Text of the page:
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Tip O’Neill, former Speaker of the U.S. House of Representatives, famously said, “All politics is local.” After a long, brutal and in some ways life-changing presidential election, maybe it is time to focus back on New York City politics and the leaders who affect our daily lives.

It won’t be long before New Yorkers are back in the voting booths Nov. 7, 2017, to vote for the mayor, public advocate, comptroller, borough presidents and City Council members. With more than 8.5 million residents and a budget of over $82 billion, we might want to pay attention to our elected leaders, how they choose to represent their constituencies and how they spend billions of dollars each year.

Some people are just so overwhelmed by politics and the political processes, and I understand. For some, there seem to be invisible barriers to entry and participation. Beyond writing letters, how does one really get involved? Well, there are several ways. Each neighborhood in New York City has a Community Board, where local level ideas and issues are discussed. By attending a Community Board meeting, one may quickly find out about new businesses coming to the neighborhood, crime statistics and local leaders and activists who are working on myriad issues.

In addition, almost all elected officials have a functioning office in their district that is staffed by individuals who are employed for the sole purpose of helping residents resolve their problems, both minor and major. For example, Manhattan Borough President Gale Brewer has an office on 125th Street, where residents can drop in and ask questions, pick up pamphlets and be directed to whatever they may need. The offices are there to be a resource and/or to point constituents in the direction of further resources. Even if you did not vote for your elected official, or did not vote at all, you still have the right to utilize this elected official for your needs.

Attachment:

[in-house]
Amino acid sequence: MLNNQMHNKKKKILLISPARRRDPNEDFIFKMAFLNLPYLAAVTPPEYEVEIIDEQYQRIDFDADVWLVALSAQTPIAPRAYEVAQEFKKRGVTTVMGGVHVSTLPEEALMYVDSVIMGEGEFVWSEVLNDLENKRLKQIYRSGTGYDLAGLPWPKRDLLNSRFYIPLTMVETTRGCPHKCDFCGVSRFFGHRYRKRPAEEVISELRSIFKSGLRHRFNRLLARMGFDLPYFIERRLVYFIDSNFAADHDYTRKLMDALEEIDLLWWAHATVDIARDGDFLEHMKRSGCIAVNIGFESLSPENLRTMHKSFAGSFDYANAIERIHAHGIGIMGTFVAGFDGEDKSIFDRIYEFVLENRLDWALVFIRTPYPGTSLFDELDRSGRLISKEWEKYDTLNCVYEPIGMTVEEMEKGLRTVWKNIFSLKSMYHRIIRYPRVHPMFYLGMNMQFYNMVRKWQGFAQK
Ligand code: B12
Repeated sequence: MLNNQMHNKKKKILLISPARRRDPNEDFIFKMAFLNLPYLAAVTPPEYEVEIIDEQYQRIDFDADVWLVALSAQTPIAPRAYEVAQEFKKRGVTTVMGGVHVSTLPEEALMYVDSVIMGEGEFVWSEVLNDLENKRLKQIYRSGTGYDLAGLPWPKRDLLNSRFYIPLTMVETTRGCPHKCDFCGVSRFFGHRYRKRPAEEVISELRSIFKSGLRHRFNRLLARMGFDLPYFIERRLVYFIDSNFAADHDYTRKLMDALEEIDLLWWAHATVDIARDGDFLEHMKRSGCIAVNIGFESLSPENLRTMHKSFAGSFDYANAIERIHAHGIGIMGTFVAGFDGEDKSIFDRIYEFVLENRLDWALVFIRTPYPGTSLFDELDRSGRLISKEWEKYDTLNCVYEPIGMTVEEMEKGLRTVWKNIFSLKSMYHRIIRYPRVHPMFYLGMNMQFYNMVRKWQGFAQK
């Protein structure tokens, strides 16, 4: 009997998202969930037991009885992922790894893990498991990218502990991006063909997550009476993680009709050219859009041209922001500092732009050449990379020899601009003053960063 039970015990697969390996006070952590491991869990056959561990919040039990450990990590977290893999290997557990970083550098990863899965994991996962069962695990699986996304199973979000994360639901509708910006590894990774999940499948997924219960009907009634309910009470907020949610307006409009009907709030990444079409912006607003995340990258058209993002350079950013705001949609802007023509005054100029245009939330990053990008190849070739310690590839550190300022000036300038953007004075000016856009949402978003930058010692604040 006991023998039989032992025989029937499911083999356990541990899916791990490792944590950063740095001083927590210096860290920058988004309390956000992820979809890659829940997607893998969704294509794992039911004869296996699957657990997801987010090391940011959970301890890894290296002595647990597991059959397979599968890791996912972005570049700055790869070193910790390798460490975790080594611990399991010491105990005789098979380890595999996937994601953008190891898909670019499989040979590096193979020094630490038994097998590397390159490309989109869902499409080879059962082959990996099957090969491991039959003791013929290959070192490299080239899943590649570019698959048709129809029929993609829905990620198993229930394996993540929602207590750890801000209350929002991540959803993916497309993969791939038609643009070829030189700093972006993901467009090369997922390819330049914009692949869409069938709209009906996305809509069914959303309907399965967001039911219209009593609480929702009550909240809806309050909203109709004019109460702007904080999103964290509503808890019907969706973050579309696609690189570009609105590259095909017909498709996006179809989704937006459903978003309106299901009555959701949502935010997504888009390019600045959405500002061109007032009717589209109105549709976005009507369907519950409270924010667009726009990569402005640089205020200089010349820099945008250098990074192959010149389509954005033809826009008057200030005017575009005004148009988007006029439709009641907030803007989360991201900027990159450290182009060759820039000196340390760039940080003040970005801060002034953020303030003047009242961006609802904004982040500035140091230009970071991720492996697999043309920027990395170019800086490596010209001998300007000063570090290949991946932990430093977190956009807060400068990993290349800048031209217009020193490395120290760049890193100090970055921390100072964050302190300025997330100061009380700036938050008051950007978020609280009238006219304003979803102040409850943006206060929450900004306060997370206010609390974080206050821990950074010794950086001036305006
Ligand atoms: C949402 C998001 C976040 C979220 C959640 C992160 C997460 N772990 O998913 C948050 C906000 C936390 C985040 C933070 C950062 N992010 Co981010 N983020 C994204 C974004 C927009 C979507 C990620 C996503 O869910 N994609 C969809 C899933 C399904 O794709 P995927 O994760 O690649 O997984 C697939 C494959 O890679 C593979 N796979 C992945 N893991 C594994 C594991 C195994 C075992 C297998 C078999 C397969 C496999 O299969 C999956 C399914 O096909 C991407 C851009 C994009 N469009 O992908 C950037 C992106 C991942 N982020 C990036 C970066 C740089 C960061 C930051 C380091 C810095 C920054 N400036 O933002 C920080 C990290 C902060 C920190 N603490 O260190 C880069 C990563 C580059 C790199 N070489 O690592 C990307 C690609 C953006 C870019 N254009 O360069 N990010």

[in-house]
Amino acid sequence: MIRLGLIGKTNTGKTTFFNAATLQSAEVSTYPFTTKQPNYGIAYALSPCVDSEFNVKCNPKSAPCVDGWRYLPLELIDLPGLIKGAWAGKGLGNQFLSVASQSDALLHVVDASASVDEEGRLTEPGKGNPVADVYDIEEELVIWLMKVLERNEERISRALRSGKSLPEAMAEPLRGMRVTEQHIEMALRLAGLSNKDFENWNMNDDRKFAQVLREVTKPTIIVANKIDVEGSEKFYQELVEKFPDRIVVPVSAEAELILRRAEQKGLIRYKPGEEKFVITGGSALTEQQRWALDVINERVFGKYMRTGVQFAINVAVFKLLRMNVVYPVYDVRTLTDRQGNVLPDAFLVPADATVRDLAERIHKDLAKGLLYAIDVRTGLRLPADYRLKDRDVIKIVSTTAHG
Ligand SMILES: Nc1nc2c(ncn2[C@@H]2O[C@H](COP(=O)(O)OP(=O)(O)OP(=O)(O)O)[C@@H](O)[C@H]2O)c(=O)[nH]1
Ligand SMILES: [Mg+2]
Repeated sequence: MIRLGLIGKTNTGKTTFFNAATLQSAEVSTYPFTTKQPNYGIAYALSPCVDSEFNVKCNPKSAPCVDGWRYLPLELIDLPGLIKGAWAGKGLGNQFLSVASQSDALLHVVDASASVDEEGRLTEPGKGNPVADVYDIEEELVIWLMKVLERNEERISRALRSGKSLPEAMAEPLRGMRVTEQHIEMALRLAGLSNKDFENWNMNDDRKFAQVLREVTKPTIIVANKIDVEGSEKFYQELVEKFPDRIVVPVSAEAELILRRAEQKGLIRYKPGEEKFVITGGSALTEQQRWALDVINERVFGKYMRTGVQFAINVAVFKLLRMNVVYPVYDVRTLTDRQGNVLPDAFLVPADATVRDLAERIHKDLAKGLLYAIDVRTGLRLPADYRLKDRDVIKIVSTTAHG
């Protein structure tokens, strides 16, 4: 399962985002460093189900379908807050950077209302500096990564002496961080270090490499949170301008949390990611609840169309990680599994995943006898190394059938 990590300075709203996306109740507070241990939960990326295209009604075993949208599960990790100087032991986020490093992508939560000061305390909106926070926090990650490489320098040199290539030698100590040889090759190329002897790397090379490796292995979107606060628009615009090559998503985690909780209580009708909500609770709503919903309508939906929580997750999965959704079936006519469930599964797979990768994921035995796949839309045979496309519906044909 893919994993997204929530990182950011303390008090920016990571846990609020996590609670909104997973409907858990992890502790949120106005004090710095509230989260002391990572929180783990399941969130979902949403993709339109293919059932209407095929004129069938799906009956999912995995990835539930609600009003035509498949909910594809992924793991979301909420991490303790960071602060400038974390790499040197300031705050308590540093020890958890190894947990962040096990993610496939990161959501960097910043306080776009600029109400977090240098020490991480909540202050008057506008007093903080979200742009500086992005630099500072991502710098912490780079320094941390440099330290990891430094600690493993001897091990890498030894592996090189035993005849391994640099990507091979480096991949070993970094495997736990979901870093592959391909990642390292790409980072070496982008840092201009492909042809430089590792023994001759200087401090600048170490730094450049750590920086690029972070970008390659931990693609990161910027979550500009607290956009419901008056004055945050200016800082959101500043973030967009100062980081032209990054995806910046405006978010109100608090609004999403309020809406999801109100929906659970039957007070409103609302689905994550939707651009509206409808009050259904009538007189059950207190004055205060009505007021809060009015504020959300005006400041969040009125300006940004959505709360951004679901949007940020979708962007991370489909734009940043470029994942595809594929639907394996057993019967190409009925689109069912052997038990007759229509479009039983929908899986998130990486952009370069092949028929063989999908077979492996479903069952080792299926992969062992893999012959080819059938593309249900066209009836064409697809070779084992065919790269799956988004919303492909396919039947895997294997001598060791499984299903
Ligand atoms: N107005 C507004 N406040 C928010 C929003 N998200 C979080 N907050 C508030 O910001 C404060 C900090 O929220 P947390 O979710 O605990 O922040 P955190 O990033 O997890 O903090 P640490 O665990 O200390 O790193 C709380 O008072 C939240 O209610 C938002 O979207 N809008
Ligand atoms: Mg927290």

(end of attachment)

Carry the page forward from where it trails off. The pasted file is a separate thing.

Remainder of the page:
I know it may seem like the 2017 election season is far off, especially because the 2016 presidential season lasted well over 16 months. However, it is imperative we begin to research candidates of interest. And as always, the more one learns about the political system, the needs of so many New Yorkers and the possibilities to help individuals throughout the city, the more one may be inspired to consider running for political office. It does take money, but with New York City’s 6-to-1 campaign matching funding program, it is not an impossible feat.

So allow yourself a brief break from the 2016 presidential election and get ready to participate in NYC’s 2017 local elections. They are just as important.

Christina Greer, Ph. D., is an associate professor at Fordham University and the author of “Black Ethnics: Race, Immigration, and the Pursuit of the American Dream.” You can find her on Twitter @Dr_CMGreer.